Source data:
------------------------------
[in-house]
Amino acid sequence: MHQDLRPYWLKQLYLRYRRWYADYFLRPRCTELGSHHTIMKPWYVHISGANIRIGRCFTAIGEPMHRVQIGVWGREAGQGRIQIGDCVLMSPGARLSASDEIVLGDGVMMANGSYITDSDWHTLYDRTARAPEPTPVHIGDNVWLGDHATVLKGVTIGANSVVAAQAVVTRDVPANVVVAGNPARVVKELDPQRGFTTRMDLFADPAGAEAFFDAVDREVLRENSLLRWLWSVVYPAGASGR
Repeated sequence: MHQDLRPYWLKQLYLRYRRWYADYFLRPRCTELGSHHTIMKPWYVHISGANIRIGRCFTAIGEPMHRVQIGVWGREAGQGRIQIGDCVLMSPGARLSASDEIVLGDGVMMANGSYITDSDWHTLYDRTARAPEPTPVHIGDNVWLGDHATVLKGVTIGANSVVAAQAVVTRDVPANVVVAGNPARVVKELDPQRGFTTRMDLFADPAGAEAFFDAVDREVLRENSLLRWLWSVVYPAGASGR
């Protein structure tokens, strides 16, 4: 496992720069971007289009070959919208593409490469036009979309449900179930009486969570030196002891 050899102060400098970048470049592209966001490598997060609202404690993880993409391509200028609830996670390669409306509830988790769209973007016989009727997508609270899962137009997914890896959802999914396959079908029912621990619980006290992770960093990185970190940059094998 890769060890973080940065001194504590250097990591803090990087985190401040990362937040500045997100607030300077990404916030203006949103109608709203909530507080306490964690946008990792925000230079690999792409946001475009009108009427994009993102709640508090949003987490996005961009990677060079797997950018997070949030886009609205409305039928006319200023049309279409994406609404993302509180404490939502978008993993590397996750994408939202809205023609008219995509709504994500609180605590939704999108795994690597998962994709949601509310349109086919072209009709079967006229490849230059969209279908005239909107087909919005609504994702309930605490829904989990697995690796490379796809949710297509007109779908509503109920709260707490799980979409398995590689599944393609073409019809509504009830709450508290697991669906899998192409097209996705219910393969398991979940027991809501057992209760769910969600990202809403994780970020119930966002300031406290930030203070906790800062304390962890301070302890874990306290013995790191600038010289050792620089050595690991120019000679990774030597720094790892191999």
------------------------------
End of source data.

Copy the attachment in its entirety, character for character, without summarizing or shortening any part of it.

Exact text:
[in-house]
Amino acid sequence: MHQDLRPYWLKQLYLRYRRWYADYFLRPRCTELGSHHTIMKPWYVHISGANIRIGRCFTAIGEPMHRVQIGVWGREAGQGRIQIGDCVLMSPGARLSASDEIVLGDGVMMANGSYITDSDWHTLYDRTARAPEPTPVHIGDNVWLGDHATVLKGVTIGANSVVAAQAVVTRDVPANVVVAGNPARVVKELDPQRGFTTRMDLFADPAGAEAFFDAVDREVLRENSLLRWLWSVVYPAGASGR
Repeated sequence: MHQDLRPYWLKQLYLRYRRWYADYFLRPRCTELGSHHTIMKPWYVHISGANIRIGRCFTAIGEPMHRVQIGVWGREAGQGRIQIGDCVLMSPGARLSASDEIVLGDGVMMANGSYITDSDWHTLYDRTARAPEPTPVHIGDNVWLGDHATVLKGVTIGANSVVAAQAVVTRDVPANVVVAGNPARVVKELDPQRGFTTRMDLFADPAGAEAFFDAVDREVLRENSLLRWLWSVVYPAGASGR
């Protein structure tokens, strides 16, 4: 496992720069971007289009070959919208593409490469036009979309449900179930009486969570030196002891 050899102060400098970048470049592209966001490598997060609202404690993880993409391509200028609830996670390669409306509830988790769209973007016989009727997508609270899962137009997914890896959802999914396959079908029912621990619980006290992770960093990185970190940059094998 890769060890973080940065001194504590250097990591803090990087985190401040990362937040500045997100607030300077990404916030203006949103109608709203909530507080306490964690946008990792925000230079690999792409946001475009009108009427994009993102709640508090949003987490996005961009990677060079797997950018997070949030886009609205409305039928006319200023049309279409994406609404993302509180404490939502978008993993590397996750994408939202809205023609008219995509709504994500609180605590939704999108795994690597998962994709949601509310349109086919072209009709079967006229490849230059969209279908005239909107087909919005609504994702309930605490829904989990697995690796490379796809949710297509007109779908509503109920709260707490799980979409398995590689599944393609073409019809509504009830709450508290697991669906899998192409097209996705219910393969398991979940027991809501057992209760769910969600990202809403994780970020119930966002300031406290930030203070906790800062304390962890301070302890874990306290013995790191600038010289050792620089050595690991120019000679990774030597720094790892191999």